At the time Ugandans have been shaken awake as never before to the ugly reality of violence against women by the gruesome murder of Senior Principal State Attorney Joan Kagezi which occurred on Monday evening. According to a statement released by the ministry of information and national guidance, Kagezi was trailed and shot to death while her two young children watched. Ironically the statement goes on to say that the children were unharmed.

I say it is ironic because witnessing your mother killed in cold blood and watching her killers disappear like those children did, is simply the most devastating tragedy one can ever suffer. Put yourself in those children’s shoes for a minute; were they excitedly making family Easter plans with their only surviving parent? Probably one of them had flu and being the pragmatic woman she was, she decided to buy the vitamin C loaded oranges to fight back?  How do you ever get over that? Everyone responds differently to terror. Like adults, some children are naturally resilient. Others can suffer scars that, untreated, last well into adulthood. Among the repercussions most commonly endured by children exposed to violence are: post-traumatic stress disorder, depression, attachment issues, difficulty concentrating, sleep disorders, suicidal thoughts, alcohol and substance abuse and delinquent behavior. So no, those children were not unharmed; they have been deeply wounded and need professional help to heal.

All women and girls have a right to live free of violence and Kagezi‘s murder shouldn’t be in vain.  Violence against women is neither inevitable nor acceptable; it is crippling this nation and needs to end.  Men and women across the country need to speak up loud and clear that we can’t and won’t stand for this abhorrent behavior any longer.  We are tired of watching our women die for financial, political or any other reasons. We are tired of watching our women being used as collateral damage. We are tired of seeing maniacs play dice with our lives.  While it’s everyone’s responsibility to speak up for those who don’t have a voice, I call upon our brothers, fathers and sons to stand up and defend the mothers of this nation.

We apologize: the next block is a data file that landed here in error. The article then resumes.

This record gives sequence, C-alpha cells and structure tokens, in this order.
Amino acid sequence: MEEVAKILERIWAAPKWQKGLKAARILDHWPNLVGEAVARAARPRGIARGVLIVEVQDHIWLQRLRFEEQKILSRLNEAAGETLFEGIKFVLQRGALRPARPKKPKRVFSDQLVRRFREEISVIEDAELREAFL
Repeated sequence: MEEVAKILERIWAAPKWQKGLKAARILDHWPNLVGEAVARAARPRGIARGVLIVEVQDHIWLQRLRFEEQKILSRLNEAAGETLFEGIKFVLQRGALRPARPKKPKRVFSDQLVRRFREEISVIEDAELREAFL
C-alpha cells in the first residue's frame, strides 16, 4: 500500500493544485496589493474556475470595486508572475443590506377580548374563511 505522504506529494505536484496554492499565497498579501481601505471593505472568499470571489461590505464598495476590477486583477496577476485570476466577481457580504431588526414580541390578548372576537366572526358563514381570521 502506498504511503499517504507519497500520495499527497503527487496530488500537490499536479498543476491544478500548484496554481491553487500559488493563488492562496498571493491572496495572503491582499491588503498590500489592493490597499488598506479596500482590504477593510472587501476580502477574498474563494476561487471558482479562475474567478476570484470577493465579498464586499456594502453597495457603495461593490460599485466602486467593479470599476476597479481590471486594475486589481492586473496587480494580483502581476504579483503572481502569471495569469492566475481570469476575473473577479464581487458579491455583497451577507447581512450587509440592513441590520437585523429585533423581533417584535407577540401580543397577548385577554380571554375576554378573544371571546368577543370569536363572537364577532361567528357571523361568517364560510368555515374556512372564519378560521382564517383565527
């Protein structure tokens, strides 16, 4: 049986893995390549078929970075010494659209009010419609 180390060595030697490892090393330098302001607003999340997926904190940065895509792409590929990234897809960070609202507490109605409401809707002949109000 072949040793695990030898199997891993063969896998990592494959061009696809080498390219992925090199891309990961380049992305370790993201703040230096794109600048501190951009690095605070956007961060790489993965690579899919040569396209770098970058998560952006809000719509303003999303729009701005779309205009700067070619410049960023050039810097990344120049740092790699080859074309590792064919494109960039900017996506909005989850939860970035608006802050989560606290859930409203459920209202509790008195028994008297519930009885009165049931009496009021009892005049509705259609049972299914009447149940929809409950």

To echo activist Jackson Katz, we need more men with the guts, with the courage, with the strength, with the moral integrity to break our complicit silence and challenge each other and stand with women and not against them to end violence and senseless deaths.

I didn’t know Kagezi, but in death she looms larger than life. She worked for hours, days, even years, often non-stop, pouring her sweat and  heart into what they felt needed to be done and now it is our turn to bring her killers to justice.

We mourn with Kagezi’s family and pay tribute to all those other women who have come and gone, those whose voices were silenced mid-sentence and breath violently snatched out of their lungs. May you find justice and may the good Lord reward you for your works.

Rest in peace dear mothers, sisters, aunties, and grandmothers.